The Tudor Secret - By C.W. Gortner


Everyone has a secret.

Like the oyster with its grain of sand, we bury it deep within, coating it with opalescent layers, as if that could heal our mortal wound. Some of us devote our entire lives to keeping our secret hidden, safe from those who might pry it from us, hoarding it like the pearl, only to discover that it escapes us when we least expect it, revealed by a flash of fear in our eyes when caught unawares, by a sudden pain, a rage or hatred, or an all-consuming shame.

I know all about secrets. Secrets upon secrets, wielded like weapons, like tethers, like bedside endearments. The truth alone can never suffice. Secrets are the coin of our world, the currency upon which we construct our edifice of grandeur and lies. We need our secrets to serve as iron for our shields, brocade for our bodies, and veils for our fears: They delude and comfort, shielding us always from the fact that in the end we, too, must die.

* * *

“Write it all down,” she tells me, “every last word.”

We often sit like this in the winter of our lives, chronic insomniacs in outdated finery, the chessboard or the game of cards neglected on the table, as her eyes—alert and ever-wary after all these years, still leonine in a face grown gaunt with age—turn inward to that place where none has ever trespassed, to her own secret, which I now know, have perhaps always known, she must take with her to her grave.

“Write it down,” she says, “so that when I am gone, you will remember.”

As if I could ever forget …


Chapter One

Like everything important in life, it began with a journey—the road to London, to be exact, my first excursion to that most fascinating and sordid of cities.

We started out before daybreak, two men on horseback. I had never been farther than Worcestershire, which made Master Shelton’s arrival with my summons all the more unexpected. I scarcely had time to pack my few belongings and bid farewell to the servants (including sweet Annabel, who’d wept as if her heart might break) before I was riding from Dudley Castle, where I’d spent my entire life, unsure of when, or if, I would return again.

My excitement and apprehension should have been enough to keep me awake. Yet I soon found myself nodding off to sleep, lulled by the monotony of the passing countryside and my roan Cinnabar’s comfortable amble.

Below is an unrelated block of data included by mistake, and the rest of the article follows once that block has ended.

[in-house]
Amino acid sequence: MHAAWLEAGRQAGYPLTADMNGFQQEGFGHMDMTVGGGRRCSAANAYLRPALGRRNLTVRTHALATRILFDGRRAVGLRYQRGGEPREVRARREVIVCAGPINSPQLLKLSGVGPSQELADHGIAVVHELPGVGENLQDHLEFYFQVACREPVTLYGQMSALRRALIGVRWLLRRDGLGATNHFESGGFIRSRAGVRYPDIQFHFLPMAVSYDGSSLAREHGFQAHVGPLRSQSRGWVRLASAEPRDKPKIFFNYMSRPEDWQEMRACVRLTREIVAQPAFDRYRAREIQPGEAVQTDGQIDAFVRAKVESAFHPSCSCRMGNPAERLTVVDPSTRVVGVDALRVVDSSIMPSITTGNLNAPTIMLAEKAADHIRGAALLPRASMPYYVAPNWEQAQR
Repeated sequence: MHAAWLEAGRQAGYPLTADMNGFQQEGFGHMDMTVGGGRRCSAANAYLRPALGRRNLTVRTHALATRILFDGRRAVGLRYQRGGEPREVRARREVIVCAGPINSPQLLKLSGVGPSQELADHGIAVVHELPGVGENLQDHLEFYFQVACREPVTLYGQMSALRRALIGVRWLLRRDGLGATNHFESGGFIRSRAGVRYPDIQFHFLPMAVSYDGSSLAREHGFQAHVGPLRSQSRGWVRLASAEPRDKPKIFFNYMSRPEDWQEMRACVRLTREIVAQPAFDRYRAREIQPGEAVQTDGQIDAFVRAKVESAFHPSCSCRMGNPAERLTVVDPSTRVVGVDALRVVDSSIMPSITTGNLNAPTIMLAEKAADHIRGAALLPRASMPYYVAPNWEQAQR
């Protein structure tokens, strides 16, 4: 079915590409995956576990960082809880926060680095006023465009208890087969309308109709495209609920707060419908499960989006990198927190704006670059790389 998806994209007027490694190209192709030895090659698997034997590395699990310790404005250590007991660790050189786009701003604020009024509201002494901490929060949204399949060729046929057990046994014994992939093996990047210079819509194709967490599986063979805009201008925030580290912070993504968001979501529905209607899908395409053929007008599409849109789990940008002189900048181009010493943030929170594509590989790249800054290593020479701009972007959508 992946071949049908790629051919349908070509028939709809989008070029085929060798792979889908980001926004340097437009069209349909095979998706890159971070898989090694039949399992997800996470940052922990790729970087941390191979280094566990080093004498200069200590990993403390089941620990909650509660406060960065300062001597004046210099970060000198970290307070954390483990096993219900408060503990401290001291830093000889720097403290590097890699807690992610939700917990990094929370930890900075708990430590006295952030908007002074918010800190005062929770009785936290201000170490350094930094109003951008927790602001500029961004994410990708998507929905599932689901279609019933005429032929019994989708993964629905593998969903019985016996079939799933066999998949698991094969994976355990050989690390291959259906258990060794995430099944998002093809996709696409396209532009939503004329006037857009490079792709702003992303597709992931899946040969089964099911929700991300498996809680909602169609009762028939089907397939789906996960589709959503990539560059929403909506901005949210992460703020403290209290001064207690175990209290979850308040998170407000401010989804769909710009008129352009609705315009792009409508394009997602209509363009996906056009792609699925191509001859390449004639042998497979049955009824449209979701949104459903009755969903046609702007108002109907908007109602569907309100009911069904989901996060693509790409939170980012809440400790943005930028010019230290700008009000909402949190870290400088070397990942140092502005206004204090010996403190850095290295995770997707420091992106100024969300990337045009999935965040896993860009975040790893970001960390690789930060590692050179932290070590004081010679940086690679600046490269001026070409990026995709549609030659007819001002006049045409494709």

Master Shelton startled me awake. “Brendan, lad, wake up. We’re almost there.”

I sat up in my saddle. Blinking away my catnap, I reached up to straighten my cap and found only my unruly thatch of light auburn hair. When he first arrived to fetch me, Master Shelton had frowned at its length, grumbling that Englishmen shouldn’t go about unshorn like the French. He wouldn’t be pleased by the loss of my cap, either.

“Oh, no.” I looked at him.

He regarded me impassively. A puckered scar ran across his left cheek, marring his rugged features. Not that it mattered. Archie Shelton had never been a handsome man. Still, he had impressive stature and sat his steed with authority; his cloak, emblazoned with the ragged bear and staff, denoted his rank as the Dudley family steward. To anyone else, his granite stare would have inspired trepidation. But I had grown accustomed to his taciturn manner, as he had been overseeing my upkeep since his arrival in the Dudley household eight years ago.

“It fell off about a league back.” He extended my cap to me. “Since my days in the Scottish wars, I’ve never seen anyone sleep so soundly on horseback. You’d think you’d been to London a hundred times before.”

I heard rough mirth in his rebuke. It confirmed my suspicion that he was secretly pleased by this precipitous change in my fortune, though it wasn’t in his nature to discuss his personal sentiments regarding anything the duke or Lady Dudley commanded.

“You can’t go losing your cap about court,” he said as I clapped the red cloth hat back on my head and peered toward where the sun-dappled road climbed over a hill. “A squire must be attentive at all times to his appearance.” He eyed me. “My lord and lady expect much of their servants. I trust you can remember how to behave with your betters.”

“Of course.” I squared my shoulders, reciting in my most obsequious tone: “It’s best to remain silent whenever possible and to always keep your eyes lowered when spoken to. If uncertain